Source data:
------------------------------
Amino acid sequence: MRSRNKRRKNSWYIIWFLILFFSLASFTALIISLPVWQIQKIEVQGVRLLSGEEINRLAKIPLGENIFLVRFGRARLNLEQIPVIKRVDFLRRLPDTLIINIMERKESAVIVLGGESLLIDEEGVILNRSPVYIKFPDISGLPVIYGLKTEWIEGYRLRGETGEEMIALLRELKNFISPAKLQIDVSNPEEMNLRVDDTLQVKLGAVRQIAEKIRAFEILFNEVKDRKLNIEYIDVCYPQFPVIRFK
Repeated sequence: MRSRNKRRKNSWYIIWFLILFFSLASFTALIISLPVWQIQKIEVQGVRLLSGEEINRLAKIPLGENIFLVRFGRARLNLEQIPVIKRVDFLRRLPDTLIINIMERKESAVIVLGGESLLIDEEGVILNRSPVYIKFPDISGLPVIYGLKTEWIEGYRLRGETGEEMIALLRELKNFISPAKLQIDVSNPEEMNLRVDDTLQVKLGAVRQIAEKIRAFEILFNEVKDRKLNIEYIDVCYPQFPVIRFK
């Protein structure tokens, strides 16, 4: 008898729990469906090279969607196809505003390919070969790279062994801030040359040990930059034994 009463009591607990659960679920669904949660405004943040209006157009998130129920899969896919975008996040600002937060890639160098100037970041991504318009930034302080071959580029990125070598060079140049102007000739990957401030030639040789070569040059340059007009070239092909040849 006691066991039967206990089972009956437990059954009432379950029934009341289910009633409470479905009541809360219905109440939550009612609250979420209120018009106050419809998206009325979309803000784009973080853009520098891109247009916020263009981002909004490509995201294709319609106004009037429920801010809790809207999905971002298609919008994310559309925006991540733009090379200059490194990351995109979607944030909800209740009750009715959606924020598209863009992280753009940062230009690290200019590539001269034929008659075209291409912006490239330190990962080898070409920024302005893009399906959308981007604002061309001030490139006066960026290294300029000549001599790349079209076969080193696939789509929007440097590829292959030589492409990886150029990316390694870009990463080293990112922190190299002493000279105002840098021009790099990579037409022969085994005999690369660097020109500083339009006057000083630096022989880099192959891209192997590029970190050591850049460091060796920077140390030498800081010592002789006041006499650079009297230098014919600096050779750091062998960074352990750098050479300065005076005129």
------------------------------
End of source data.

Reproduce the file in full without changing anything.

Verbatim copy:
Amino acid sequence: MRSRNKRRKNSWYIIWFLILFFSLASFTALIISLPVWQIQKIEVQGVRLLSGEEINRLAKIPLGENIFLVRFGRARLNLEQIPVIKRVDFLRRLPDTLIINIMERKESAVIVLGGESLLIDEEGVILNRSPVYIKFPDISGLPVIYGLKTEWIEGYRLRGETGEEMIALLRELKNFISPAKLQIDVSNPEEMNLRVDDTLQVKLGAVRQIAEKIRAFEILFNEVKDRKLNIEYIDVCYPQFPVIRFK
Repeated sequence: MRSRNKRRKNSWYIIWFLILFFSLASFTALIISLPVWQIQKIEVQGVRLLSGEEINRLAKIPLGENIFLVRFGRARLNLEQIPVIKRVDFLRRLPDTLIINIMERKESAVIVLGGESLLIDEEGVILNRSPVYIKFPDISGLPVIYGLKTEWIEGYRLRGETGEEMIALLRELKNFISPAKLQIDVSNPEEMNLRVDDTLQVKLGAVRQIAEKIRAFEILFNEVKDRKLNIEYIDVCYPQFPVIRFK
């Protein structure tokens, strides 16, 4: 008898729990469906090279969607196809505003390919070969790279062994801030040359040990930059034994 009463009591607990659960679920669904949660405004943040209006157009998130129920899969896919975008996040600002937060890639160098100037970041991504318009930034302080071959580029990125070598060079140049102007000739990957401030030639040789070569040059340059007009070239092909040849 006691066991039967206990089972009956437990059954009432379950029934009341289910009633409470479905009541809360219905109440939550009612609250979420209120018009106050419809998206009325979309803000784009973080853009520098891109247009916020263009981002909004490509995201294709319609106004009037429920801010809790809207999905971002298609919008994310559309925006991540733009090379200059490194990351995109979607944030909800209740009750009715959606924020598209863009992280753009940062230009690290200019590539001269034929008659075209291409912006490239330190990962080898070409920024302005893009399906959308981007604002061309001030490139006066960026290294300029000549001599790349079209076969080193696939789509929007440097590829292959030589492409990886150029990316390694870009990463080293990112922190190299002493000279105002840098021009790099990579037409022969085994005999690369660097020109500083339009006057000083630096022989880099192959891209192997590029970190050591850049460091060796920077140390030498800081010592002789006041006499650079009297230098014919600096050779750091062998960074352990750098050479300065005076005129």